The 106th Session of the International Labour Conference gets under way in Geneva, Switzerland from June 5-16. Here’s a look at the main issues that will be discussed by government, employer and worker delegates from the ILO’s 187 member states.
In 2014, during a routine surgery on a patient with liver cancer at a provincial Chinese hospital, Dr. Xu Jun, 35, accidently cut himself with a scalpel.
He got worried. What if he got infected by HIV or hepatitis? He waited for months for a diagnosis, fearing the potential impact of illness on his job and ability to care for his three-year old son. One of his colleagues had previously lost her job after getting infected with HIV.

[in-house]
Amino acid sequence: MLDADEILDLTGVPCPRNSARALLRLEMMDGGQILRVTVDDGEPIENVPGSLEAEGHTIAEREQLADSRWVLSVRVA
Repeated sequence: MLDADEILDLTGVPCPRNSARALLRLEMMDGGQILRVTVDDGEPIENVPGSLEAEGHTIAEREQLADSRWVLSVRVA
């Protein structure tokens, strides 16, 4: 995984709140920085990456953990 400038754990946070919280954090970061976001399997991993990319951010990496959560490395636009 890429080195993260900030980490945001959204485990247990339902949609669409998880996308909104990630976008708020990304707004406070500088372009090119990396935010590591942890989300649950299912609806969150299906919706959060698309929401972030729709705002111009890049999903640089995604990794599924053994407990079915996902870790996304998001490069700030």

The more we learn about the challenges of responding to the Ebola Virus Disease in West Africa, the easier it becomes to discern parallels to the HIV epidemic — another health crisis , which we’ve been battling for over 30 years now. The HIV response has some valuable lessons for the way we confront the disease in general, particularly in the workplace. Here’s an example.
About four years ago, we were working in southern Malawi with the ILO Programme for HIV/AIDS on a project targeting workers at the Lujeri Tea Estate. Though the rate of new infections has slowed, Malawi still has some of the highest HIV infection rates in the world, affecting one in every four people who lives there.